By now, most of us have participated in a webinar, but it’s one thing to participate and another to produce one. So, here’s  a quick guide to getting started in webinar production for nonprofits.

In light of current budget blues, traveling to a conference or workshop isn’t always possible anymore for your key audiences. Webinars can help your organization tighten its belt by helping share its knowledge and best practices without incurring travel costs for your staff or participants.

The first big step in deciding whether to do a webinar is completing your strategic communications plan. Your goals and strategies always determine your tactics and channels, not vice versa. So, don’t start by deciding you want to do a webinar and then coming up with an idea of what it might be about.

However, if—as part of your overall plan—you find your organization needs to communicate with a particular, far-flung audience in a fairly in-depth way (for example, to convey information or to explain a process) it might be worth considering a webinar.

Webinars don’t lend themselves to every topic, so keep that in mind. If eye contact or body language is important to your topic, you may want to look at another medium. Likewise, if you need more than an hour and a half to cover the subject, think about a series of shorter webinars or use another tool. Attention spans are challenged by webinars that last more the 90 minutes. Also, for small audiences within a short geographic distance (including internal audiences), face-to-face meetings may build stronger relationships than a webinar. Weigh all the pros and cons before you decide.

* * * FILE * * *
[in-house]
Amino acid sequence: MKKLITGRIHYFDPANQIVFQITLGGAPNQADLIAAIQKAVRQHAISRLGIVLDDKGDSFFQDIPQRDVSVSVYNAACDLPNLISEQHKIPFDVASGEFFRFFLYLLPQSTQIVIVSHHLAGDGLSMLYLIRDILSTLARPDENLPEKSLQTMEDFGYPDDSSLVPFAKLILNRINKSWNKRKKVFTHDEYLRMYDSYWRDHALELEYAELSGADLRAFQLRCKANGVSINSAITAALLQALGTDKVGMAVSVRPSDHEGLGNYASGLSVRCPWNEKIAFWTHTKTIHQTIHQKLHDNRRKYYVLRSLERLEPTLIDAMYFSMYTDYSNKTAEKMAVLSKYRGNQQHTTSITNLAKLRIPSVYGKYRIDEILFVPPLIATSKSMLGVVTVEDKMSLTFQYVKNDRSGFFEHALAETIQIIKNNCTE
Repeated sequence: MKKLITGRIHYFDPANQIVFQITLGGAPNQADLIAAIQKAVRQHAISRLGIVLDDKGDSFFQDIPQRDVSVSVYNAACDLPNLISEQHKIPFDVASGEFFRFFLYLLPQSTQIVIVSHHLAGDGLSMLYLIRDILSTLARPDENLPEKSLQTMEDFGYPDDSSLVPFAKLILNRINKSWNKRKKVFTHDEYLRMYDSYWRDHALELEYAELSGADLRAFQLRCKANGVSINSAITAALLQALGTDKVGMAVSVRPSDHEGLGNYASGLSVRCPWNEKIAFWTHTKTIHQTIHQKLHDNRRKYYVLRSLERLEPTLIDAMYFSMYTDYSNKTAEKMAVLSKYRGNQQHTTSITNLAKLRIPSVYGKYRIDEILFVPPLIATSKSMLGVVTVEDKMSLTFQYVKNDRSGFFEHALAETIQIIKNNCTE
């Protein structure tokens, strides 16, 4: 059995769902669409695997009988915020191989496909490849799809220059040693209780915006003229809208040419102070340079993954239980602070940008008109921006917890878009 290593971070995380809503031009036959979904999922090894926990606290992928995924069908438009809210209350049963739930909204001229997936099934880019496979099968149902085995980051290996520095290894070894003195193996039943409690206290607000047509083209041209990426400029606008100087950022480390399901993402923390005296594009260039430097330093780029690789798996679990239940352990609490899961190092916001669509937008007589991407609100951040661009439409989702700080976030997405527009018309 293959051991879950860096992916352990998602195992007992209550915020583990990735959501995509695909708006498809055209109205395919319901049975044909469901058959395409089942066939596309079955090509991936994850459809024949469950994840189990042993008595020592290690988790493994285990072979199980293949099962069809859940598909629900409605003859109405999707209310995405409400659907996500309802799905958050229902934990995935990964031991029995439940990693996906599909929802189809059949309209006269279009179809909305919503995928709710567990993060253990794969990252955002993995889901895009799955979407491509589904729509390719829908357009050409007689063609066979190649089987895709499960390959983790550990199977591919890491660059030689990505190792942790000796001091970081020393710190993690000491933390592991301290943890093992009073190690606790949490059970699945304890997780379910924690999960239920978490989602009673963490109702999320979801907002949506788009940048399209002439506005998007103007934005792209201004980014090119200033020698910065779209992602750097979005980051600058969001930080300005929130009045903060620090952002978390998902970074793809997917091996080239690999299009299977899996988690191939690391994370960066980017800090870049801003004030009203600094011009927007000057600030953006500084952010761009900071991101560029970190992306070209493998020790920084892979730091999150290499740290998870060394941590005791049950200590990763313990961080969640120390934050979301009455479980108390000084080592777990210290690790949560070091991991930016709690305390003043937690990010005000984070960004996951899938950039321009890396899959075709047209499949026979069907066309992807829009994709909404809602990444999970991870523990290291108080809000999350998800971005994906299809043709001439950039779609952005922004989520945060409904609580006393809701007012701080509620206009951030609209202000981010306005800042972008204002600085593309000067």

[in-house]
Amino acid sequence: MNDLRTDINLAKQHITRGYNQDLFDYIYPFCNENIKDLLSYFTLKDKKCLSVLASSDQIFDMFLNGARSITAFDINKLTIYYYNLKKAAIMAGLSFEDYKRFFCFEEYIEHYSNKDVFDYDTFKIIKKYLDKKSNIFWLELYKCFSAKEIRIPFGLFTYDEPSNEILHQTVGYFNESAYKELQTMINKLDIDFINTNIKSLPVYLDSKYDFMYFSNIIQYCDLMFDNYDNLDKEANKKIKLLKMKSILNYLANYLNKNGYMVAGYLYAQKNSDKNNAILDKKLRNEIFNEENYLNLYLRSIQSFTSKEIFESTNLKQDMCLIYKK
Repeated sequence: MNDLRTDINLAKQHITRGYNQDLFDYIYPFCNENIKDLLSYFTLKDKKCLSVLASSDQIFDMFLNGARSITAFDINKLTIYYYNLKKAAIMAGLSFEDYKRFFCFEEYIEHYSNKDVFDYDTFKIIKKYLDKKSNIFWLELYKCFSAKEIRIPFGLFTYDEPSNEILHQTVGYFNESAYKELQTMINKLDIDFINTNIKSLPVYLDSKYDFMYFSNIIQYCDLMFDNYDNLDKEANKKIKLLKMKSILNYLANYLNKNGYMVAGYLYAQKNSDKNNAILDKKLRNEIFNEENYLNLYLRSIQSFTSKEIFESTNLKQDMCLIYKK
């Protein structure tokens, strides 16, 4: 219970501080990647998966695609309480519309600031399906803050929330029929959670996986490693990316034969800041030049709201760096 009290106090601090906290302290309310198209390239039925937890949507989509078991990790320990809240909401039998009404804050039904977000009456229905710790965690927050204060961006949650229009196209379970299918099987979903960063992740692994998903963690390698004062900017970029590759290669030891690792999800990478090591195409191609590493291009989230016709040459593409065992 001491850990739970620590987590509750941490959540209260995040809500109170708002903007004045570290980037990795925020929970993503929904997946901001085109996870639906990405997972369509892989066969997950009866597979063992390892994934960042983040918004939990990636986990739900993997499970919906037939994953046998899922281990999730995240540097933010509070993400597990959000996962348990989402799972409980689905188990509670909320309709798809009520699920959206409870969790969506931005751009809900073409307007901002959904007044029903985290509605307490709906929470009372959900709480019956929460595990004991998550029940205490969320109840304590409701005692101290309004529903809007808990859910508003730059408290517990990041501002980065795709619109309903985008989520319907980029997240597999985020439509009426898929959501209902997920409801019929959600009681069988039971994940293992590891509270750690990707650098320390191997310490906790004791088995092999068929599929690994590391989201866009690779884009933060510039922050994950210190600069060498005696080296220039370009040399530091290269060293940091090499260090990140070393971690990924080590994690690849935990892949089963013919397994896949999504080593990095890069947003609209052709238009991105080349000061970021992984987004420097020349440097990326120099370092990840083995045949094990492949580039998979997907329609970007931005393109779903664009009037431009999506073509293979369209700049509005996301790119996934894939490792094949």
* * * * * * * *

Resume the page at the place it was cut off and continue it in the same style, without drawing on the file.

Anyone who’s taken a webinar knows they’re not all created equal. Some falter because of technical problems, inadequate planning, or poor presentors. Good webinars may look seamless and easy to do, but they’re the ones that have taken the most time to plan and carry out well.

Here are a few great resources to make sure that—if your nonprofit  chooses to conduct a webinar—it’s a raving success.

  • First, look over these two wonderful articles from TechSoup on how to plan and how to conduct an effective webinar.
  • You’ll also need to understand the range of available tools—here’s a list by Idealware that spells out what capabilities you can have in webinars, and reviews some of the webinar products you can use, including prices (scroll down to the section called Online Seminar Tools).
  • And finally, HubSpot’s 10 best practices for webinars.

You nonprofits and foundations who already have experience  at conducting webinars—please share your experiences and add any advice you have below!

CC photo credit: TechSoup for Libraries

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Social math: Yes…data can tell stories too

flickr/fragmented

flickr/fragmented

For a long time, nonprofits and foundations have tried to use data to drive social change–with varying degrees of success. But lately, they’ve caught onto stories as a more influential and memorable communication medium. Many nonprofits are proficient storytellers these days, but few extend that expertise to data-sharing.

In part, stories work because they help people connect new information to what they already know. By relating the unfamiliar to the familiar, we can figure out the relevance and meaning of all the new information that bombards us every day.

The same principle applies to data. We need to create meaning by relating the unfamiliar to the familiar. Piling on raw numbers may prove a point to statisticians, but others need more context to understand the meaning of data.

Social math is a simple way to make data easier to grasp by relating it to things that we already understand. It’s a way of presenting numbers in a real-life, familiar context that helps people see the story behind them. Here are a few examples, some taken from “Making Numbers Count” by Sightline Institute.